The rollout of each major update is performed gradually. Microsoft uses information about successes, failures, and incompatibilities collected from the earliest systems to receive the update to determine whether it should be made more widely available. For this update, there was an extra factor in the mix: machine learning. The company built a machine learning model to identify which system characteristics meant that the update was likely to succeed. With this model, viable candidate systems could be more rapidly identified, in turn enabling the update to be more aggressively pushed to those systems. The result was fewer rolled back installations, fewer crashes, and less negative user feedback.

During the deployment of the update, incompatibilities were detected. As an example, Microsoft says that a version of Avast Behavior Shield caused a reboot issue. The immediate fix was to blacklist systems with the problematic software, meaning that within 24 hours of the problem being detected, at risk machines were no longer being updated. Avast subsequently fixed its software, and with the corrected software in place, the deployment could be resumed.

Read 3 remaining paragraphs | Comments

It looks like Google is readying the Pixelbook for running Windows 10

Enlarge / The 12.3-inch QHD display has large bezels around it for better grip in tablet mode. (credit: Valentina Palladino)

Google’s Pixelbook is some beautiful, well-built hardware, but its use of Chrome OS means that for many people it will be too limited to be useful. Although Chrome OS is no longer entirely dependent on Web applications—it can also be used to run Android applications, and Linux application support is also in development—the lack of Windows support means that most traditional desktop applications are unusable.

But that may be changing, with indications that Google is adding Windows support to its hardware. Earlier this year, changes made to the Pixelbook’s firmware indicated that Google is working on a mode called AltOS that would allow switching between Chrome OS and an “alternative OS,” in some kind of dual-boot configuration. A couple of candidates for that alternative OS are Google’s own Fuchsia, and, of course, Windows.

Recent changes suggest that it is indeed Windows that Google is aiming for. The Pixelbook’s firmware is being updated to address issues picked up in Microsoft’s hardware compatibility tests. The modifications make reference to the Windows Hardware Certification Kit (WHCK) and the Windows Hardware Lab Kit (HLK). The HLK is Microsoft’s test framework that validates all manner of driver and firmware behavior to ensure that hardware is compatible with Windows 10. The WHCK is the corresponding set of tests for Windows 8.1.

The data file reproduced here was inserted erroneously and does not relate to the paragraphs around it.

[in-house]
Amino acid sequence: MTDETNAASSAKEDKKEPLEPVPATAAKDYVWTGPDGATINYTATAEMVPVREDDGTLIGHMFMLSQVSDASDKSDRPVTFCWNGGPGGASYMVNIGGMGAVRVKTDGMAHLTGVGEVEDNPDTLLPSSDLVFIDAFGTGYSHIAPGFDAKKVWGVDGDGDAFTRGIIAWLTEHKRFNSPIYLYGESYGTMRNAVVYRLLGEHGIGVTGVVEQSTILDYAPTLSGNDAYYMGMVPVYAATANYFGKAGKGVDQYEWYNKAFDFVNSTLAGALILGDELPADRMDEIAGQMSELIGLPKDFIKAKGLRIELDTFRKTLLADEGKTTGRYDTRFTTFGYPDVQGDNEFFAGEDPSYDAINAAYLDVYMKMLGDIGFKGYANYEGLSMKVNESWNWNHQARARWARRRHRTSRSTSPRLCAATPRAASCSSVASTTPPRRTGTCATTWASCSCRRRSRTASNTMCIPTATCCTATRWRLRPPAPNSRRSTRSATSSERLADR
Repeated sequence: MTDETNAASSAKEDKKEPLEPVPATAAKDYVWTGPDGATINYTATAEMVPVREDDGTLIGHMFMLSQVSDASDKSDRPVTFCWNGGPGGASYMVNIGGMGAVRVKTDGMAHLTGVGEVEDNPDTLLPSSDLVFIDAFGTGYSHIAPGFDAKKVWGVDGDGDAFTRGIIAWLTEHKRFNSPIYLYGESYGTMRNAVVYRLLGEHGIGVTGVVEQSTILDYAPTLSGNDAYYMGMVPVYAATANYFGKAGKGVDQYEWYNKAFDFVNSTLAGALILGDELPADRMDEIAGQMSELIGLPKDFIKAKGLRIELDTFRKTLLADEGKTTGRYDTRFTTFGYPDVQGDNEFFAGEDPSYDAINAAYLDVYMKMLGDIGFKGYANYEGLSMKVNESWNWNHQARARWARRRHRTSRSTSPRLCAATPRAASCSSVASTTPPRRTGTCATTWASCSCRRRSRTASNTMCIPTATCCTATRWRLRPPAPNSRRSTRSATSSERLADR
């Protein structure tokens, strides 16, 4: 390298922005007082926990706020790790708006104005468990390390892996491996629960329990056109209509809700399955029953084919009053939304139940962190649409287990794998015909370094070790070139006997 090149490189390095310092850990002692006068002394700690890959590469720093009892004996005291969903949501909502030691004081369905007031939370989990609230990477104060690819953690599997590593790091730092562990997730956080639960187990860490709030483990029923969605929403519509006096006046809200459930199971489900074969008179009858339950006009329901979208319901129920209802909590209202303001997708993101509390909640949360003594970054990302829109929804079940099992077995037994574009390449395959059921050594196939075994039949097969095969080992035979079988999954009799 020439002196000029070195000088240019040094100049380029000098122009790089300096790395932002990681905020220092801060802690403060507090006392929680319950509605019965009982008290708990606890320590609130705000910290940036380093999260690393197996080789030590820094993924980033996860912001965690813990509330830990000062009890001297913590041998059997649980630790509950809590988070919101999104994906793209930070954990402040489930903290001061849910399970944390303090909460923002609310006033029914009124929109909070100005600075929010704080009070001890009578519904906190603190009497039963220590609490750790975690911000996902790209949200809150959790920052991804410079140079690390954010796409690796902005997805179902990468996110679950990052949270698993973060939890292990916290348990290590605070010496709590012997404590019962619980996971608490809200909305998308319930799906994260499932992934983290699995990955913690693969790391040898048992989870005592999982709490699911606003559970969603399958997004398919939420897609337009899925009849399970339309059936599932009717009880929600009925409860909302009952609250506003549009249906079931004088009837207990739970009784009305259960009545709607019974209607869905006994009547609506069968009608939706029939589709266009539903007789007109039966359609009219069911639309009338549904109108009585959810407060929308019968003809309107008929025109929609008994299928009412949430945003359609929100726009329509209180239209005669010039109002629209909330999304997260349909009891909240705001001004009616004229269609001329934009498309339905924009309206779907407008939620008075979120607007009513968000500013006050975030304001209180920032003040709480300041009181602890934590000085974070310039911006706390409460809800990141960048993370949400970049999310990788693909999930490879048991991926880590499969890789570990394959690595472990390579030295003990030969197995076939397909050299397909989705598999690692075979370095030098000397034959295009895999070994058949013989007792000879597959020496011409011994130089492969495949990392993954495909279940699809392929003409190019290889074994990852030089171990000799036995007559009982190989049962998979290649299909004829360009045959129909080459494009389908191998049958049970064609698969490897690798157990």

Read 1 remaining paragraphs | Comments

Microsoft tech may help Walmart get rid of cashiers and checkout lines

Enlarge / Microsoft in Dublin, Ireland. (credit: Red Agenda / Flickr)

A report from Reuters suggests that Microsoft is looking to take on Amazon in the retail store space. Microsoft is reportedly working on technology that removes the need for cashiers and checkout lines in stores, similar to Amazon’s technology already implemented in its Amazon Go brick-and-mortar store.

According to the report, Microsoft’s technology tracks which items customers put into their carts. While it’s unclear how far along Microsoft is in developing this technology, the company has reportedly shown sample tech to potential partners and has even talked to Walmart about implementing it.

The exact technology used in Microsoft’s service isn’t explained, but it may be linked to the company’s new Kinect for Azure project. Detailed at Microsoft Build last month, this project builds on Kinect’s current abilities and includes integrated computing power and a sensor package with a depth-mapping camera. It can be used to execute spatial mapping and motion tracking, which could come in handy when tracking customers’ hands as they reach for items on shelves.

Read 3 remaining paragraphs | Comments

Office getting a new consistent interface across Web, desktop, and mobile

Enlarge / Web Word with its new simplified ribbon. (credit: Microsoft)

Office today has a whole bunch of versions—the traditional, fully featured Win32 desktop applications and their near counterparts on the Mac, along with various simpler versions for the Web, mobile, and Universal Windows Platform (UWP). Presently, these various incarnations all have similarities in their interfaces, but they’re far from consistent.

That’s set to change. Microsoft is overhauling the interfaces of all the Office versions to bring a much more consistent look and feel across the various platforms that the applications support. This new interface will have three central elements.

First is a simplified version of the ribbon. The new simpler ribbon looks like an iteration of the simpler ribbon already used in applications such as OneNote: the tall three-row ribbon of the Office desktop apps is replaced with a single-row tabbed toolbar. Word on the Web will be the first to get the new interface—some users can opt into it today—and in July, subscription versions of Outlook for Windows will also get it.

Read 3 remaining paragraphs | Comments